By Marcel Müller
Lester Burnham: suburbanist, employee at a magazine publisher and married to the estate agent Carolyn, with whom he has a pubescent daughter named Jennifer. He is the owner of a small house with a garage next to it and seems to embody the small-town American ideal.
If you take a closer look behind this facade, however, a crumbling construct opens up.
In this film based on the novel by Steven Spielberg, Lester Burnham narrates post mortem how he will die within the next year. His day begins with a morning masturbation in the cabin because his sex life with his career-oriented wife has completely fallen asleep. The bond with his daughter is characterized by distance, evening meal rituals are characterized by an unpleasant and oppressive silence. His work is full of existential pressure to perform, for which he receives no gratitude from his family or colleagues. But this invisible cage is broken open after he meets his daughter’s 17-year-old schoolmate and after Ricky Fitts, drug dealer and son of a naval officer, moves into the neighborhood.
The question of whether to lead a self-determined life according to our own desires and ideas, or whether to adopt the ideal social construct demanded by society plagues many human beings within liberal Western culture. Consumer goods become status symbols and civic values are regarded as guiding principles. Deviations from convention in the area of love and lifestyle are always in conflict with the expectations of others. Invisible bonds that everyone carries around, but not everyone manages to break out of. After all, thinking about being and wanting is unpleasant, conforming is simple and uncomplicated.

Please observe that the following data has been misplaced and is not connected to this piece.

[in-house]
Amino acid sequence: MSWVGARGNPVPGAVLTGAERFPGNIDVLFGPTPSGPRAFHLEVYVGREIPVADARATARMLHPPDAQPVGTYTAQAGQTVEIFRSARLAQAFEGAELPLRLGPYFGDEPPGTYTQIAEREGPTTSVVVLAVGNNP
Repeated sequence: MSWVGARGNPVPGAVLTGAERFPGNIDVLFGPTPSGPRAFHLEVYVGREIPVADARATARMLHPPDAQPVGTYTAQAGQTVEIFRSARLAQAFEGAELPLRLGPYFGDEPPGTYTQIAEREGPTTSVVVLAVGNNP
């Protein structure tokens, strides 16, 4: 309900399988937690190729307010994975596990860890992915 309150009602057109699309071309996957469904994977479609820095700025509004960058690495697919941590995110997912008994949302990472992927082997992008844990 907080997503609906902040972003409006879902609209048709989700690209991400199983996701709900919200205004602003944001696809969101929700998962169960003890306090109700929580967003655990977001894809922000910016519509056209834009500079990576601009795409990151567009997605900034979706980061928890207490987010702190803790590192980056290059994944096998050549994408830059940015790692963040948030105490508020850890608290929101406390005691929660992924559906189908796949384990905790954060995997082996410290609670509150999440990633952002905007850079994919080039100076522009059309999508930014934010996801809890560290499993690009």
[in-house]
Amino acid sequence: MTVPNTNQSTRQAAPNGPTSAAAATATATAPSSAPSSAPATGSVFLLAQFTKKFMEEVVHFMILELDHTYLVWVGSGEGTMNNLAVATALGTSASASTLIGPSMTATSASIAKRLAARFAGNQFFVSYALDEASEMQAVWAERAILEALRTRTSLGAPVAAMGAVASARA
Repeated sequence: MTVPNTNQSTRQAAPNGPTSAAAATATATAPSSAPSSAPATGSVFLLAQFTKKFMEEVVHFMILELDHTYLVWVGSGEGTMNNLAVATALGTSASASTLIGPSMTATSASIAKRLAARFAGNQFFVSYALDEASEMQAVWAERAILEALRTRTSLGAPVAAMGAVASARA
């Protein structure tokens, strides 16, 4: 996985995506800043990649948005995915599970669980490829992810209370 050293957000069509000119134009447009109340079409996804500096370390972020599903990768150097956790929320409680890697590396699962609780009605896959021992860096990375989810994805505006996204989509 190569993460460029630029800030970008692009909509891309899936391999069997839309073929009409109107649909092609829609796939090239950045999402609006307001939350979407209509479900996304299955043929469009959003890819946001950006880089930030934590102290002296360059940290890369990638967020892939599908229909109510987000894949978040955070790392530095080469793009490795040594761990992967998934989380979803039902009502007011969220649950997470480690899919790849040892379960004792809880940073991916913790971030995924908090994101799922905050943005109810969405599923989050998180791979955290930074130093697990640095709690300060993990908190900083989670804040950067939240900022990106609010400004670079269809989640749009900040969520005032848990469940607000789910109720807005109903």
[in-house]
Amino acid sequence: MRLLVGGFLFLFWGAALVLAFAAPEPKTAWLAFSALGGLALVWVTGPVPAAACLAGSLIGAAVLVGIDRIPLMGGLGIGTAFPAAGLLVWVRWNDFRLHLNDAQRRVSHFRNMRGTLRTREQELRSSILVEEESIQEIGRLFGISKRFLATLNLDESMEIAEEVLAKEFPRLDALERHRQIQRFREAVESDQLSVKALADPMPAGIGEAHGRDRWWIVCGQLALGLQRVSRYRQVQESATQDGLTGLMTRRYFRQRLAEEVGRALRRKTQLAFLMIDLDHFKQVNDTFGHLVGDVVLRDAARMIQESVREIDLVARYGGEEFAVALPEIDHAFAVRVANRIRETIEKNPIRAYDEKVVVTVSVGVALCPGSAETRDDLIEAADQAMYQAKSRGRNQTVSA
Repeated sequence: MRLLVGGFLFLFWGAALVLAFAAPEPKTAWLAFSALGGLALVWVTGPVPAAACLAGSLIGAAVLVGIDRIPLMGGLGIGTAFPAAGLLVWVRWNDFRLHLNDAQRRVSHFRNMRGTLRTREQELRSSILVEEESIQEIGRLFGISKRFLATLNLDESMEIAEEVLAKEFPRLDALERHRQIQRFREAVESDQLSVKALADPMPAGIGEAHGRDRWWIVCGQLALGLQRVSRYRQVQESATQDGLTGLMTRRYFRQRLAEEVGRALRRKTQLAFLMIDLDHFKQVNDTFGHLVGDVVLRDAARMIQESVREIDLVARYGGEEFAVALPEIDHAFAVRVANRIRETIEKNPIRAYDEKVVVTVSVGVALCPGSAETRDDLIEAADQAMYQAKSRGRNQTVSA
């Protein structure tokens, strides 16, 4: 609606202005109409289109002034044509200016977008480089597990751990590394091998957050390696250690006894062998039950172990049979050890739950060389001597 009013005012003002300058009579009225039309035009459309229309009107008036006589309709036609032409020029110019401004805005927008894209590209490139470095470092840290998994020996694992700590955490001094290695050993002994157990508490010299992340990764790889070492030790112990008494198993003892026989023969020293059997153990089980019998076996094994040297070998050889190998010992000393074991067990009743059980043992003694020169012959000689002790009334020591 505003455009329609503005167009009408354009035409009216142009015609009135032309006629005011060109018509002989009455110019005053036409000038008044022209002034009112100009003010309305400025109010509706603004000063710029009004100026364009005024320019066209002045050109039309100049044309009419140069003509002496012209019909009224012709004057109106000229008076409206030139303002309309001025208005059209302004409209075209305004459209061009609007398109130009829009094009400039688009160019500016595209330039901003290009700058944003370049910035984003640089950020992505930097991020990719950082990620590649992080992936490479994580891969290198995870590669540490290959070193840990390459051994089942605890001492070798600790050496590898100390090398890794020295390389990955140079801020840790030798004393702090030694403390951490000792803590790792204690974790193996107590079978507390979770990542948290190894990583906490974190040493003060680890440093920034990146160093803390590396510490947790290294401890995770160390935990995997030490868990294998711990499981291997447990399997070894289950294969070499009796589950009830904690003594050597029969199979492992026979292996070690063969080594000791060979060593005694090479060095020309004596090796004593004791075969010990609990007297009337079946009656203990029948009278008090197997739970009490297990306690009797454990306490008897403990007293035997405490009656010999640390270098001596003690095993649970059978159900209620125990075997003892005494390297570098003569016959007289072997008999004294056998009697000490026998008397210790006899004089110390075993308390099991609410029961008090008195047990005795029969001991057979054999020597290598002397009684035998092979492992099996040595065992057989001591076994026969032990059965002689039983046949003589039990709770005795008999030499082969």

In this sense, American Beauty is not a guideline for breaking out of this self-inflicted cycle, but brings the destructive facets of an unreflected and disenfranchised life to the screen as a captivating drama. The actors give an excellent performance, I was captivated by every statement that escaped the lips of all the participants involved. And when a picture of a garbage bag swirling in the wind suddenly becomes a symbol for the beauty of existence, the viewer can be sure of having found a small movie gem.
I recommend this film especially to an adult audience who have already subordinated themselves within bourgeois society and want to embark on a profound journey of self-reflection.